Last week I blogged about making a good first impression by following the guidelines when we submit our writing.
In spite of this, I know that some of you are going to break the rules. Why? Because we are encouraged to be original and unique. On top of that, we thrive on those stories from writing conferences where someone has made a sale because they flaunted the rules. Perhaps she sent her work to a closed house. Or maybe he multiply submitted and concealed this fact from the agents. And then came a BIG SALE.
We all want that sale, so we too decide to break the rules. Before you do, consider these three things:
- Who was the person who broke the rules? The reality is that there are rules for well-published professionals and another set for untried beginners. The guidelines may say submit a proposal, 3 chapters and an outline, but a Big Name can get by with an outline. This worked for them because they have a track record. If you don’t, follow the rules.
- Can breaking this rule waste an editor’s time? Perhaps you are tempted to multiply submit but hide the fact. If an editor takes multiple submissions but only if they are informed, then tell them so. If they take the time to work up some numbers and chat up coworkers only to discover that you have submitted your work elsewhere and you have already agreed to publish elsewhere . . . the editor, and her colleagues, will remember your name and it won’t be in a good way.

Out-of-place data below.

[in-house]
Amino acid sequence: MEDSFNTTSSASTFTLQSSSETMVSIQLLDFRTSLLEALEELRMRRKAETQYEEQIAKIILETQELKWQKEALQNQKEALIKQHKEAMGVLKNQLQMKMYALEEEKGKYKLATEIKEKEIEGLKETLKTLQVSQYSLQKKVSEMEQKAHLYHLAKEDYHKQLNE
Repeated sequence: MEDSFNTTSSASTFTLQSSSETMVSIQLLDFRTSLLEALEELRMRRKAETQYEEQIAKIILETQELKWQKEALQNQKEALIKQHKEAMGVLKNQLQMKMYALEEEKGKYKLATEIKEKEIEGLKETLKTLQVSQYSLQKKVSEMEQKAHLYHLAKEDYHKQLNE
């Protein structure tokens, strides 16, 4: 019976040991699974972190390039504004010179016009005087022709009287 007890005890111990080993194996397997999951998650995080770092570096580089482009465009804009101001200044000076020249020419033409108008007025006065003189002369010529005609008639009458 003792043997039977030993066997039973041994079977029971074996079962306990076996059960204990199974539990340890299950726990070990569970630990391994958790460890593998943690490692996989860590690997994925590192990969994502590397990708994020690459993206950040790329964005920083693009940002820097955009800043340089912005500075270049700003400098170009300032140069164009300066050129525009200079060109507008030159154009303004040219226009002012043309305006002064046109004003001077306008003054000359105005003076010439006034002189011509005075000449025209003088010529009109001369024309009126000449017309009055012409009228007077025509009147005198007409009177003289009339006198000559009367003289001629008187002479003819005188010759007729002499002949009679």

- Do you have a rock-solid CRAFT reason to break this rule? We can all name top sellers that break rules or, at the very least, sidestep publishing conventions. Remember way back when publishers didn’t want long middle grade novels? This, of course, was pre-Potter. If you have a craft reason, carefully consider the ramifications. If you don’t have a craft reason and just want to e-mail your manuscript because it is easier than snail mailing it, think again. You may be creative but you still need to be professional.
Rules can be broken but only if you have the story that demands it and professional rank to pull it off.